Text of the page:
5. Greedy? That is an incredibly restrained list by my standards! I generally make plant purchases based on the latter (just want it) more often than the than the former. In fact, that’s one of the benefits of the new border – I finally have a good spot for all those plants that have been piling up in my “want” list.

  6. Yes, gardeners do seem to venture into both of those categories (and others!) regularly, don’t they? I had the same category with Blue Vervain this year. I love this plant, but my shady garden is not the best place for it. Luckily, I found a sunny spot for it after we removed our huge Burning Bush, which was sad but it had to go. The Blue Vervain didn’t get very large this year, but I’m hoping it will make more progress next year.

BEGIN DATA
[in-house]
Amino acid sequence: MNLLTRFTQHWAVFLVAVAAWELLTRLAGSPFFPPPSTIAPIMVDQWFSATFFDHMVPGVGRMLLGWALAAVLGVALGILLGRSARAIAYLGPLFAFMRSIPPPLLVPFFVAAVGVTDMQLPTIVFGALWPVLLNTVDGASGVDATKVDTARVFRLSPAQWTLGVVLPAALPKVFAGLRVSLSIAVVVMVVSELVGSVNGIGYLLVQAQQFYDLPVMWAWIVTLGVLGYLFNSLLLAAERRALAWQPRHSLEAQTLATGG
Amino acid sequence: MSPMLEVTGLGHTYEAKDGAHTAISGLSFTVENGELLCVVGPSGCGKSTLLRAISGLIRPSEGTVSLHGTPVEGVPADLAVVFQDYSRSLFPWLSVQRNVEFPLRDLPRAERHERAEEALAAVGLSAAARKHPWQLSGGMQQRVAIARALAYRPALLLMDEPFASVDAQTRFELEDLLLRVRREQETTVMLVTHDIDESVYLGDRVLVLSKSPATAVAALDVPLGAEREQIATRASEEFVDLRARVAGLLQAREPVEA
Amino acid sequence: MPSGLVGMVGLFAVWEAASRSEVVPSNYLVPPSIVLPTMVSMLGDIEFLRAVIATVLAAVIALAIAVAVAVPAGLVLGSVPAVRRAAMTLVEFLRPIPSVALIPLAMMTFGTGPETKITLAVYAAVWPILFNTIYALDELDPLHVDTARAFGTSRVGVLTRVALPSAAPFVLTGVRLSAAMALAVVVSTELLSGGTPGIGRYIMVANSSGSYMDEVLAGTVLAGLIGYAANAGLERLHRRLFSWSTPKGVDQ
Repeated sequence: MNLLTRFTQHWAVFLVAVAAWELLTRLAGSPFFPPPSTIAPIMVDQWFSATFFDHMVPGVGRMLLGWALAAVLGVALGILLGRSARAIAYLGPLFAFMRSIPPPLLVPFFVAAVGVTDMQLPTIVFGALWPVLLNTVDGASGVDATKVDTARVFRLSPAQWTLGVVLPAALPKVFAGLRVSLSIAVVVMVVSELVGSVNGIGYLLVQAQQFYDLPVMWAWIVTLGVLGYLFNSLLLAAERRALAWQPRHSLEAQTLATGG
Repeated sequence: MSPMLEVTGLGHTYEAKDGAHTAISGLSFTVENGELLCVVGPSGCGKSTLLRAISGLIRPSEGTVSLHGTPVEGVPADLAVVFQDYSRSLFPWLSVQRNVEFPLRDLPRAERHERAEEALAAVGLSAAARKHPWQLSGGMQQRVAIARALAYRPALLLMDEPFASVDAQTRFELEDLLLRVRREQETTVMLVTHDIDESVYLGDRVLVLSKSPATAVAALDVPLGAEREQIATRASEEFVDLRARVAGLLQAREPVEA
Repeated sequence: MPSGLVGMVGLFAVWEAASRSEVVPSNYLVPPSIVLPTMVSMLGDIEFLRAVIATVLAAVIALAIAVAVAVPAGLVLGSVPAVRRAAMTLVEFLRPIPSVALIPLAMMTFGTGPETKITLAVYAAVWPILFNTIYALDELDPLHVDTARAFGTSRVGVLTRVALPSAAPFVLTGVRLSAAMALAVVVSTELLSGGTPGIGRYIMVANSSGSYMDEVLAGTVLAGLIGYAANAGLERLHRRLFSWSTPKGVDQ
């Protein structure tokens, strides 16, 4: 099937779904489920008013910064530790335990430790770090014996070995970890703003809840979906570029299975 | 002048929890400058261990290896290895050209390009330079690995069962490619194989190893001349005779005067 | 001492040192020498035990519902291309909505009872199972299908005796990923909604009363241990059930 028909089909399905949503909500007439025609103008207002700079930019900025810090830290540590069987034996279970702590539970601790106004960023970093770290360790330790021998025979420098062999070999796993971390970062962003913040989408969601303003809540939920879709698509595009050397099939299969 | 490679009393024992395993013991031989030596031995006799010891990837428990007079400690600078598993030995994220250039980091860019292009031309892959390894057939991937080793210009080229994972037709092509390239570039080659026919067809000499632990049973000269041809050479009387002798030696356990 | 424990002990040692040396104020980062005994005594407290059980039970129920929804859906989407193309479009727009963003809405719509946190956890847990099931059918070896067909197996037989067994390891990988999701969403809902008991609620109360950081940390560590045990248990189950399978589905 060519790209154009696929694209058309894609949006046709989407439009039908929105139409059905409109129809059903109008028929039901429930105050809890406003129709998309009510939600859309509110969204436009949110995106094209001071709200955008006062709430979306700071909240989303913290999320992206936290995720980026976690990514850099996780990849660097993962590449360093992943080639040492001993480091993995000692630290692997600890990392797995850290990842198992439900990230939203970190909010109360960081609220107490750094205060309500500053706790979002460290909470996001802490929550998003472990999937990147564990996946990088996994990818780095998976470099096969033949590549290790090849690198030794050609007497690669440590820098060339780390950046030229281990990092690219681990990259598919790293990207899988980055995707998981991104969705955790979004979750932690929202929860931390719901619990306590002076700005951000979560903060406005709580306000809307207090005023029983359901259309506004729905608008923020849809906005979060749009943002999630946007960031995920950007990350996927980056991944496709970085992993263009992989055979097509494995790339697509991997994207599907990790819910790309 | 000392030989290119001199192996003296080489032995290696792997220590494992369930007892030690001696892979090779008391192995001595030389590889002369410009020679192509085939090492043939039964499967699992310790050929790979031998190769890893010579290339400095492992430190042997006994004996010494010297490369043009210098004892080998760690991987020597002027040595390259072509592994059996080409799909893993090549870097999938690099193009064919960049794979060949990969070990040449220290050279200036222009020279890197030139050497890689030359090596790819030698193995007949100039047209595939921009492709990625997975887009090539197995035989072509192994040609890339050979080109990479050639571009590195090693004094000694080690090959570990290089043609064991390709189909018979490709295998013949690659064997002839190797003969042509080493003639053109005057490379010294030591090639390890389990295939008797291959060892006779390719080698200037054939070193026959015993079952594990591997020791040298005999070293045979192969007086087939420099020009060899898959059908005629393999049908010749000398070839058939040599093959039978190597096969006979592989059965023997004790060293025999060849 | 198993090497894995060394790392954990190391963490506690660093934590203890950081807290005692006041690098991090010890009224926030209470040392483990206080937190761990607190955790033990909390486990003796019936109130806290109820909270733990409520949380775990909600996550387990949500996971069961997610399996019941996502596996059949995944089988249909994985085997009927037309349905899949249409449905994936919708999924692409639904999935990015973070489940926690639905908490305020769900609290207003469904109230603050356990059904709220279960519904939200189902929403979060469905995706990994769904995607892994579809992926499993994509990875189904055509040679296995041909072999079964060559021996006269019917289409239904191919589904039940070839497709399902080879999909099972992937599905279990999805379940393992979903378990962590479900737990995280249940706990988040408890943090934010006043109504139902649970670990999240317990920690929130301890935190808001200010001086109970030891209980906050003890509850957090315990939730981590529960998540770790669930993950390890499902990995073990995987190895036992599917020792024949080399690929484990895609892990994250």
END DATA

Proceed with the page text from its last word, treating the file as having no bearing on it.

7. Hello Jason, I’m afraid that’s not really true for me. I have a large amount of winter clean-up, pruning and mulching to do. I need to gradually chip away at it as if I leave it until spring, there will be too much to do at once. I haven’t made plans for what I want to get done next year but it sounds like you’re already there!

  8. I saw Verbena hastata in the UK just over a year ago and bought seeds but sadly they didn’t germinate; I suspect they were old. If I can get some fresh seeds or a plant it is something I would definitely add to the planting. Armchair gardening and choosing plants is one of the plus sides of the winter season.

  9. I’ve been thinking about thistle for my garden as well. I am hesitant to order plants in pots however, as I discovered I have the invasive Asian (Amynthas spp.) “jumping worm” in my garden. It was positively identified by two sources. We planted 2 good sized Serviceberry trees this spring, had mulch delivered and added plants from mail order and local nursery sources, so who knows where they came from. Bare roots plants would be preferable for those who don’t have this blight.